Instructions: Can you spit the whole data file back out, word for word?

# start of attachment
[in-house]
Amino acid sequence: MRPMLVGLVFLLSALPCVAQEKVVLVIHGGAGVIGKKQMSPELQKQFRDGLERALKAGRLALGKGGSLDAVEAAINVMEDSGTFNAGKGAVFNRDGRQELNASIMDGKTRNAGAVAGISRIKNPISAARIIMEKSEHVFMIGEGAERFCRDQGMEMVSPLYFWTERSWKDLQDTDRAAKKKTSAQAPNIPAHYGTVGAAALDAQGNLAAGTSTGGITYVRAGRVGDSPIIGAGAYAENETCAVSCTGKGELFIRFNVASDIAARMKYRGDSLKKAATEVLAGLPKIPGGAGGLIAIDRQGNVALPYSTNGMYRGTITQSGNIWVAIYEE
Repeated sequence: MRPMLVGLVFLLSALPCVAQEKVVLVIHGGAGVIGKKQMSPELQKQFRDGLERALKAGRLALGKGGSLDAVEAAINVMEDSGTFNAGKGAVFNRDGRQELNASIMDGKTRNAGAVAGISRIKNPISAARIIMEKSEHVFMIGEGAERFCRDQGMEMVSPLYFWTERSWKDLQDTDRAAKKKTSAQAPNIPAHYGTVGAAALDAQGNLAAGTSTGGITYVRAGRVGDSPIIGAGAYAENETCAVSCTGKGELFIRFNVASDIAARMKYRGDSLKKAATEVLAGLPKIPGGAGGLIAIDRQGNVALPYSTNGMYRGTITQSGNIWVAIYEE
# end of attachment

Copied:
[in-house]
Amino acid sequence: MRPMLVGLVFLLSALPCVAQEKVVLVIHGGAGVIGKKQMSPELQKQFRDGLERALKAGRLALGKGGSLDAVEAAINVMEDSGTFNAGKGAVFNRDGRQELNASIMDGKTRNAGAVAGISRIKNPISAARIIMEKSEHVFMIGEGAERFCRDQGMEMVSPLYFWTERSWKDLQDTDRAAKKKTSAQAPNIPAHYGTVGAAALDAQGNLAAGTSTGGITYVRAGRVGDSPIIGAGAYAENETCAVSCTGKGELFIRFNVASDIAARMKYRGDSLKKAATEVLAGLPKIPGGAGGLIAIDRQGNVALPYSTNGMYRGTITQSGNIWVAIYEE
Repeated sequence: MRPMLVGLVFLLSALPCVAQEKVVLVIHGGAGVIGKKQMSPELQKQFRDGLERALKAGRLALGKGGSLDAVEAAINVMEDSGTFNAGKGAVFNRDGRQELNASIMDGKTRNAGAVAGISRIKNPISAARIIMEKSEHVFMIGEGAERFCRDQGMEMVSPLYFWTERSWKDLQDTDRAAKKKTSAQAPNIPAHYGTVGAAALDAQGNLAAGTSTGGITYVRAGRVGDSPIIGAGAYAENETCAVSCTGKGELFIRFNVASDIAARMKYRGDSLKKAATEVLAGLPKIPGGAGGLIAIDRQGNVALPYSTNGMYRGTITQSGNIWVAIYEE